We’ve entered a strange new era, to say the least.
Plexiglass dividers are popping up in front of every cash register, whether at the gas station or the department store.
Yesterday, I smiled all the way through Wal-Mart. I’m not normally in a bubbly mood when I know I’m about to drop $200 on nothing much. But, I was having one of those zippety-doo-dah days and I was ready to pass out happy greetings. About five smiles later, my natural buzz wore off because no one smiled back. At least not that I could see because everyone is walking through the store in their Haz-mat suits giving air-fist-bumps instead of handshakes.
For me, this world is a bummer. And according to the CDC, I’m one of those “fragile” people because I have polycythemia vera and diabetes. Still, I just want to go back to the world where I can tell if I’m getting a mean-mug or a devilish grin.
I’ve only worn one of those dreaded masks twice. Once at the pharmacy because they demanded it. The other time was when I visited my dad at the hospital after surgery. That time didn’t bug me, because I carry lots of kid germs wherever I go.
However, the craziness still gets under my skin. This isn’t the first time we’ve been attacked by some strange virus. But I’ve never had to sign a release stating that I understand we’re in the middle of a pandemic just to take my kids to the dentist. But that’s exactly what I encountered at our check-up last week.
I’m ready for the madness to end. And it looks like some of my neighbors are feeling the same way!
Welcome to Texas
I live about forty miles from Elgin, Texas, in a town half the size. Thus, we have similar cov-19 stats and mandates. Recently, the county decided masks were no longer mandatory (which they never should have been). After 64 days of quarantine, Kevin Smith, owner of the Liberty Tree Tavern set out to disinfect his establishment and remove stools to accommodate the lower capacity order.
That’s when he decided enough is enough.
According to the Washington Post:
“Sorry, no mask allowed,” read the poster taped to the front door of his bar Friday. “Please bare with us thru the ridiculous fearful times.”
As statewide coronavirus orders are easing, many stores and restaurants nationwide have taken the opposite route: They have made face coverings a requirement, kicking out those who fail to comply and even going to court to enforce their directives.
Yet in the emergent culture war over masks, a handful of businesses— the Liberty Tree Tavern among them — are fashioning themselves as fortresses for the resistance.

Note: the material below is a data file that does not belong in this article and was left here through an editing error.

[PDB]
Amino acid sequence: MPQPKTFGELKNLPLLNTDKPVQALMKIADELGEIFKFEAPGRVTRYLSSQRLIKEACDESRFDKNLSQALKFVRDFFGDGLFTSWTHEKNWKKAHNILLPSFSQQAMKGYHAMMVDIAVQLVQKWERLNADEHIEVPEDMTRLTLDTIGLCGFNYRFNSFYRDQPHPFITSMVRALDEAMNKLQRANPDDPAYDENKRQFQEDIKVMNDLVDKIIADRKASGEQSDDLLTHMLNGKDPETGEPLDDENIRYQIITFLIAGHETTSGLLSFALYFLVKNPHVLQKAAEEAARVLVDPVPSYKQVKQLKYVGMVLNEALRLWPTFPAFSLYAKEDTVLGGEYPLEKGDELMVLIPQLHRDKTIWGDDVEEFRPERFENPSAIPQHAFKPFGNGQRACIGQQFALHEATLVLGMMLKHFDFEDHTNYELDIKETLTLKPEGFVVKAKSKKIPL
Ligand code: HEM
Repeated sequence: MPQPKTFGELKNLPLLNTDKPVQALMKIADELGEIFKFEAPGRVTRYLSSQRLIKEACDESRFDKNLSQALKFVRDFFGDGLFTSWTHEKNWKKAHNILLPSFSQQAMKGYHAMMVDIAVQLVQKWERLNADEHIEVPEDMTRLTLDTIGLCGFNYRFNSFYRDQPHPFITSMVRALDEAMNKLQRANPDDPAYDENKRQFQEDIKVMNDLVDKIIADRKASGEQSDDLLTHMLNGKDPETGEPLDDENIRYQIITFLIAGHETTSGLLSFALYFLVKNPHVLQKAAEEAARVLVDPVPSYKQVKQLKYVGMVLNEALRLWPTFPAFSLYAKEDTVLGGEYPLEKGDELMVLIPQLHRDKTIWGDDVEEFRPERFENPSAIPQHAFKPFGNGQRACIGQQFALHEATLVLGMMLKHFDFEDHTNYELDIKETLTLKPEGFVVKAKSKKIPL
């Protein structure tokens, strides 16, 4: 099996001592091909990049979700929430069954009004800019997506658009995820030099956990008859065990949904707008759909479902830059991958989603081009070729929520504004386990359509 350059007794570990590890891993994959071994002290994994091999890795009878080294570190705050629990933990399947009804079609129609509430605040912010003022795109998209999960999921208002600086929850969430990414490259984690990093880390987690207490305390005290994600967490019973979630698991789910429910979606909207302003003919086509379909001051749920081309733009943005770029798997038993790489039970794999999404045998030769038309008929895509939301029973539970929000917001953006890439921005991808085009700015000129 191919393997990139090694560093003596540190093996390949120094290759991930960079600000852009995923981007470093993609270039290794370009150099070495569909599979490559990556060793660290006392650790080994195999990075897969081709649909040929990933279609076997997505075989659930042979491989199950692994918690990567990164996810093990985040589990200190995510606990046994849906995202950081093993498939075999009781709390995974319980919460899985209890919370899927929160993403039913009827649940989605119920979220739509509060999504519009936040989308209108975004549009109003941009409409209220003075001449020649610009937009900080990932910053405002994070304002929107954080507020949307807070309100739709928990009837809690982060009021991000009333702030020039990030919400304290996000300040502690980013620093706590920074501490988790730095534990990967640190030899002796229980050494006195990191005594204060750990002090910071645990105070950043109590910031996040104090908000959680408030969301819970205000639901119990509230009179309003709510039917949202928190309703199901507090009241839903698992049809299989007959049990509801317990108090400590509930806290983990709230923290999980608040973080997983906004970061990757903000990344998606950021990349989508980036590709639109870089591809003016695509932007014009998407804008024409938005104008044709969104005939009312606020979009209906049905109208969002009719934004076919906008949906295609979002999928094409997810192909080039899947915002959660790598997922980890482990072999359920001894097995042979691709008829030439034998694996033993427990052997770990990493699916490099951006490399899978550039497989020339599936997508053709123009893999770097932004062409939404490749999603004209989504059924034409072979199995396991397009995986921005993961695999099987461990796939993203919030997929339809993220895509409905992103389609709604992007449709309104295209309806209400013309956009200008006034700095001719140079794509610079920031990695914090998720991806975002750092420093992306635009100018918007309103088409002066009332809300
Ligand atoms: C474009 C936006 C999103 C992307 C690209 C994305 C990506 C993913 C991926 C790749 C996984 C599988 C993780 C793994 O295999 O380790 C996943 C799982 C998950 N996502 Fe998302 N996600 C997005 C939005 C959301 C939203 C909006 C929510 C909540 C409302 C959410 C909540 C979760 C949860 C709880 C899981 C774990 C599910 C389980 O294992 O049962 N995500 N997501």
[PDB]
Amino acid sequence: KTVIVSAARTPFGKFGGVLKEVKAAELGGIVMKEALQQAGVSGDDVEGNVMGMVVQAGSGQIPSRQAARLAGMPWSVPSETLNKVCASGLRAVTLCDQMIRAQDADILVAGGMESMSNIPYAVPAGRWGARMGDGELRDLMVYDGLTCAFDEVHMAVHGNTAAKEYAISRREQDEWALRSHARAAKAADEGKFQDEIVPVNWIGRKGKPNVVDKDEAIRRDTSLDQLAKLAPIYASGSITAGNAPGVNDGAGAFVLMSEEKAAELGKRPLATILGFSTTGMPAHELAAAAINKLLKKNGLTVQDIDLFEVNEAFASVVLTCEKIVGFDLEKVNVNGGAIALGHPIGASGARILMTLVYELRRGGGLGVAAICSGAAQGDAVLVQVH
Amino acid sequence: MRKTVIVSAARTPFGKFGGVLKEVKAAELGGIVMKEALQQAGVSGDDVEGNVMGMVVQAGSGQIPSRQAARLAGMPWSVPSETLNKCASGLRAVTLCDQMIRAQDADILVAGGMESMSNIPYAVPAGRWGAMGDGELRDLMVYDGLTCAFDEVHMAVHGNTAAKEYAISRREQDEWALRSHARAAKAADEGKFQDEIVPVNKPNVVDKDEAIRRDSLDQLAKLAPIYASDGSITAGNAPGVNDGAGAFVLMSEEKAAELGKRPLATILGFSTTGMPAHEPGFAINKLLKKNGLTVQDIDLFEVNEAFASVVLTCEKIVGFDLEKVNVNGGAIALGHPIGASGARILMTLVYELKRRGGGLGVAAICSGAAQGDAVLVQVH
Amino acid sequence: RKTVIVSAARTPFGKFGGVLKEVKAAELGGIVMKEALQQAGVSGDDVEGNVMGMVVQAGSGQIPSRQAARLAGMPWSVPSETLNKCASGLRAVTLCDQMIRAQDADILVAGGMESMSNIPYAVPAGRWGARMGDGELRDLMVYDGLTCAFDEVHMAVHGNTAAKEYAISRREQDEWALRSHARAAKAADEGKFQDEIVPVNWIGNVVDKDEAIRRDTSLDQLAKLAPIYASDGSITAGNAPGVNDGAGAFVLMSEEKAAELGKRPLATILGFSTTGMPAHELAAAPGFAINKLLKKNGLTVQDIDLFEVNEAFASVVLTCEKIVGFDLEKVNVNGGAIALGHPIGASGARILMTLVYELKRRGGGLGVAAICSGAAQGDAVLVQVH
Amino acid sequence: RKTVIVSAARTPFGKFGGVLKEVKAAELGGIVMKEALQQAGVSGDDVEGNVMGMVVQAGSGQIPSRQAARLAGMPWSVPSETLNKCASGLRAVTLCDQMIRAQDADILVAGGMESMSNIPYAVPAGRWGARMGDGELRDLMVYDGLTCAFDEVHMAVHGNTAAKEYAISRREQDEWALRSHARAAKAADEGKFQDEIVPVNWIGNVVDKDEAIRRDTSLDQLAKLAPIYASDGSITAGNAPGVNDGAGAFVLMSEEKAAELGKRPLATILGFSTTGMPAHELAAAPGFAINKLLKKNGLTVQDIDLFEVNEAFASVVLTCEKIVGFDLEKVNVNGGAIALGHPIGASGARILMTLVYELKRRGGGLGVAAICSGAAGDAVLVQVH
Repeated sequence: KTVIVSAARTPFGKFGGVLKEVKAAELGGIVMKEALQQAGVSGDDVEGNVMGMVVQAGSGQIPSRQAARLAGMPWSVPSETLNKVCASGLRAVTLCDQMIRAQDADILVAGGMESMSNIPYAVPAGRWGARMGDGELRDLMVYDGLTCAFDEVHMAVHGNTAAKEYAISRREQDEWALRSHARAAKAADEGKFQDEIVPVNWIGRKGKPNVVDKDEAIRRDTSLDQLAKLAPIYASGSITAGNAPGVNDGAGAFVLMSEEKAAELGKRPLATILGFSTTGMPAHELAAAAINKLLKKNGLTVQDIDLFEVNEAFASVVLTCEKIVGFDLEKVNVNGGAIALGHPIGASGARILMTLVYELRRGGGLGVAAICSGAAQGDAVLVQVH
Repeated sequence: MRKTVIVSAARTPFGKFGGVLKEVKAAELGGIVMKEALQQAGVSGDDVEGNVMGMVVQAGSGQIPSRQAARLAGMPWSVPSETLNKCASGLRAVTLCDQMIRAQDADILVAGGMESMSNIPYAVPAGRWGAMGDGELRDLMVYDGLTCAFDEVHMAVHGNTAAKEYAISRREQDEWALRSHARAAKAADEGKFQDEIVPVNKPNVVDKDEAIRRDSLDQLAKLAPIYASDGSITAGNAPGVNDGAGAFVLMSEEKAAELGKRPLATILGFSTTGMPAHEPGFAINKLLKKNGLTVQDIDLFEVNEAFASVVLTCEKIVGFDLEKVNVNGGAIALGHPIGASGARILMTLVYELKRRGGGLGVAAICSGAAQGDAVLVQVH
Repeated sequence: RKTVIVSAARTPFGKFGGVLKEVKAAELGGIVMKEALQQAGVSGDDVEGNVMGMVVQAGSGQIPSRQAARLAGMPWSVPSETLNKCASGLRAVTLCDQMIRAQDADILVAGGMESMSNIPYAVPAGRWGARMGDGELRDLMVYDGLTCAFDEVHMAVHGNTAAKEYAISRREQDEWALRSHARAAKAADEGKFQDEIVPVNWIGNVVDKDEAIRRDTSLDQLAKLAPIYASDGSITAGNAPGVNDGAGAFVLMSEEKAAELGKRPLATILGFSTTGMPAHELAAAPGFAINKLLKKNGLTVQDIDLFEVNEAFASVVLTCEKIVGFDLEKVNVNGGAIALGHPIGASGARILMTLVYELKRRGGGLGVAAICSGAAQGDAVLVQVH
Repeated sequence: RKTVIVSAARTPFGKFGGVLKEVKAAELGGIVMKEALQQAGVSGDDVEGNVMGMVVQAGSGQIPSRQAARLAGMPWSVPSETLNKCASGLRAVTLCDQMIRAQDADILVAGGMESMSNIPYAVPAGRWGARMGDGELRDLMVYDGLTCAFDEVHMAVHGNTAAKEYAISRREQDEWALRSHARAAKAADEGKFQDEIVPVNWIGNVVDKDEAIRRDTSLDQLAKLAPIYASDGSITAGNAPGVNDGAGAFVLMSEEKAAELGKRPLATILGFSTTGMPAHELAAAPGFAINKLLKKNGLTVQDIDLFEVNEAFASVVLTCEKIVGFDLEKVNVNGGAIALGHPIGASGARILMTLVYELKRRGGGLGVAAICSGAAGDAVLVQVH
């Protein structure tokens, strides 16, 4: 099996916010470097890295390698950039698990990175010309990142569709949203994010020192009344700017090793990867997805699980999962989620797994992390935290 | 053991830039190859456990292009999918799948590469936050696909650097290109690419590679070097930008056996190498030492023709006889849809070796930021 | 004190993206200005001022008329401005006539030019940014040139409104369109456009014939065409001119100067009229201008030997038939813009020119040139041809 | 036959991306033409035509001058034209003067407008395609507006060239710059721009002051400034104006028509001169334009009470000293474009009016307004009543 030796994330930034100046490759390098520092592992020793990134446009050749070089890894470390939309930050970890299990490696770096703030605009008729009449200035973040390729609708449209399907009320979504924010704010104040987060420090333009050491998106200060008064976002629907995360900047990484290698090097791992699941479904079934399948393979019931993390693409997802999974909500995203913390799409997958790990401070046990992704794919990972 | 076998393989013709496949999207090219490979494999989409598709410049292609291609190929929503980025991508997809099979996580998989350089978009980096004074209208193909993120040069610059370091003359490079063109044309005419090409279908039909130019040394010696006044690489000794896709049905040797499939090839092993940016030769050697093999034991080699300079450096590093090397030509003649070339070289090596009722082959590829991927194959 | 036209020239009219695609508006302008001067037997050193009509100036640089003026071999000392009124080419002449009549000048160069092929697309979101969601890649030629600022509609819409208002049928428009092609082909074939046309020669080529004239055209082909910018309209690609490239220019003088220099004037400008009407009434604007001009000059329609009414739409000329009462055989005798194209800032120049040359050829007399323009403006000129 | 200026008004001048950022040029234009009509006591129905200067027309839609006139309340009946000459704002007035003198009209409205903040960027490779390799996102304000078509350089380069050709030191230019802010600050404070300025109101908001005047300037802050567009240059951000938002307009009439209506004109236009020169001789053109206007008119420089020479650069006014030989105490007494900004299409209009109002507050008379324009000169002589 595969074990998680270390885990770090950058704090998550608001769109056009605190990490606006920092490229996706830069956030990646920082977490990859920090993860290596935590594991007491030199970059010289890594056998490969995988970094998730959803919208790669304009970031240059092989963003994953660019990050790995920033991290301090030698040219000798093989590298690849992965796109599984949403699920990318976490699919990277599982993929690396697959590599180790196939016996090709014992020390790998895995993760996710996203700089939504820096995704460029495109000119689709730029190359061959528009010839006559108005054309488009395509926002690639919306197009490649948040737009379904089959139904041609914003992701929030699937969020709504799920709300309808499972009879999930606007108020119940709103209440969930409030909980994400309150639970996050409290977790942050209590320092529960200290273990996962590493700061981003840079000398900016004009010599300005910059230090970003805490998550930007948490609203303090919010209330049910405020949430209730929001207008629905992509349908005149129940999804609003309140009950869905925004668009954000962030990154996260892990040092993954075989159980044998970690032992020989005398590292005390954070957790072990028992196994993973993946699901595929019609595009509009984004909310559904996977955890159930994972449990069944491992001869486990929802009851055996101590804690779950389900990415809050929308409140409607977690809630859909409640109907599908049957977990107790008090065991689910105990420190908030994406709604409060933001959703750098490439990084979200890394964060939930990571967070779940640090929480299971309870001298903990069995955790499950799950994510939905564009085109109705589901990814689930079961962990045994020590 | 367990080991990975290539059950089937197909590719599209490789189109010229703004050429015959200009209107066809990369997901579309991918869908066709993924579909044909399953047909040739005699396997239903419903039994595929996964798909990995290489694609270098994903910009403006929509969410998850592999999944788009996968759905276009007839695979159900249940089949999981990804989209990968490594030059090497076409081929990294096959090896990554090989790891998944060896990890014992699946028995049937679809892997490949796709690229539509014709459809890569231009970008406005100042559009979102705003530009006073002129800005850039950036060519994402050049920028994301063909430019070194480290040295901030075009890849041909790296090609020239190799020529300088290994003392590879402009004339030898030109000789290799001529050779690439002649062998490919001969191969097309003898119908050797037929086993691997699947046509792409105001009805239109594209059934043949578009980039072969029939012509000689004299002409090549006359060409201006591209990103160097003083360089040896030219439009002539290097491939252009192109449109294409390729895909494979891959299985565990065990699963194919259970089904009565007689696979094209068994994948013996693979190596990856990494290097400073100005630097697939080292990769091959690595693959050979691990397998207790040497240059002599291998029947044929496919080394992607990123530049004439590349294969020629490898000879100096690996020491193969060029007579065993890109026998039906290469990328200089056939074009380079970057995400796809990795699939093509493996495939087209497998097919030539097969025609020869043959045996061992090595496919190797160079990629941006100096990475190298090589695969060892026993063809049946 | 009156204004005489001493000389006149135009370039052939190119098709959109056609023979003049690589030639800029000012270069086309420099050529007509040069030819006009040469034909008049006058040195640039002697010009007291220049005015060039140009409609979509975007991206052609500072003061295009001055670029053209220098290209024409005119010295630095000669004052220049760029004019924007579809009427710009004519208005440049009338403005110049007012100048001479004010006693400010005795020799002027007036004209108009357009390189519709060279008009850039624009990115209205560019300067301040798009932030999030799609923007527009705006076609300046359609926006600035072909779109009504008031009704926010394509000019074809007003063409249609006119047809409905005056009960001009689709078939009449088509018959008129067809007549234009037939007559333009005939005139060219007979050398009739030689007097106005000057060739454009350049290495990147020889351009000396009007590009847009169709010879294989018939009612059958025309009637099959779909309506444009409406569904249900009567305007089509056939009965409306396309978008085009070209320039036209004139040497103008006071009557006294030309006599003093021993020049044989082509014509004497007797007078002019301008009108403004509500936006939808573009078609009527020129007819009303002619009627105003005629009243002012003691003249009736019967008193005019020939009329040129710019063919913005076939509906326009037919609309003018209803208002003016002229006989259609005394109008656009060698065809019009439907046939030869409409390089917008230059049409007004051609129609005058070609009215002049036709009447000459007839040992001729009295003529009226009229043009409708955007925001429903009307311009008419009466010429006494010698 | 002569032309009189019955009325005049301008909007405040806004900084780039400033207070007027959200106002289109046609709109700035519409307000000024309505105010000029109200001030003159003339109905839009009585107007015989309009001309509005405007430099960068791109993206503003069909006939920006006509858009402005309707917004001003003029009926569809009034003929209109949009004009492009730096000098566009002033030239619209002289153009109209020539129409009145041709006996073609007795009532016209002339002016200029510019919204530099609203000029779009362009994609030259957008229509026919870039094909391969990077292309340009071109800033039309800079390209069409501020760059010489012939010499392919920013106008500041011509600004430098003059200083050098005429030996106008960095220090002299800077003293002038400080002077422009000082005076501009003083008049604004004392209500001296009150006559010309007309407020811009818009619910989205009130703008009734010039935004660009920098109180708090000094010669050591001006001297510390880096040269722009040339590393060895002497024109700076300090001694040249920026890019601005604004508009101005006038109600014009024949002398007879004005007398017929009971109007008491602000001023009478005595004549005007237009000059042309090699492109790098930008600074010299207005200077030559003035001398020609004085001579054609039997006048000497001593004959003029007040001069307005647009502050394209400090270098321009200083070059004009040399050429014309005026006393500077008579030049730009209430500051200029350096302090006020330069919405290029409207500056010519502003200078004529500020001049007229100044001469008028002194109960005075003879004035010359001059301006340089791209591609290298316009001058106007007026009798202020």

“If we’re only allowed to be at 25 percent capacity, I want them to be the 25 percent of people that aren’t p—–, that aren’t sheep,” Smith told The Washington Post. “Being scared all the time isn’t good for your health. It suppresses your immune system.”
Officials Warn Masks are Essential
Smith understands what officials think he should do. He just doesn’t give a rat’s ass.
For years, he has run his 60-seat bar, which occupies a converted alleyway on Elgin’s main drag, just as he pleases. Smoking is permitted during karaoke nights and performances by local talent, and beers are served in black-and-white koozies that say, “Come and drink it,” playing off the Texan battle flag.
A two-month shutdown from Texas officials had forced him to cancel a benefit concert for veterans and close down during the busy rush of customers that fly in to nearby Austin for South by Southwest. For three weeks, a Bastrop County rule required him to wear a face mask in public or face up to 180 days in jail.
“Why are we having to do this?” he asked. “We’re not here to live in fear.”
Listen to Logic
While leftists are triggered by Smith’s stance, he employs a great deal of logic in his arguments. First of all, bartenders need to see a person’s entire face to properly check ID. Second, those who are symptomatic shouldn’t be out and about. And third, it’s hard to chug a beer with a bandana over your face.
Furthermore, Elgin is a town of nearly 10k people. So far, there are 53 cases of coronavirus. Of those 53 cases, only one resulted in a death. If you do the math, Elgin’s population saw 0.53% of its citizens infected and of that 0.53% of infections, 1.89% died. And if you multiply those figures, the mortality rate ends up at 0.0001%. That’s a far cry from the panic being drilled into us daily.
But even if the numbers weren’t on our side, Smith is right. He says: “You should have a choice of what you want to do. If I get, I get it. I’ll deal with that. You can’t live forever.”
Touché Mr. Smith. I think I’ll drive over to the Liberty Tree Tavern and order whatever’s on draft. But not before I stop at the bank… where a mask and gloves are now considered appropriate attire.
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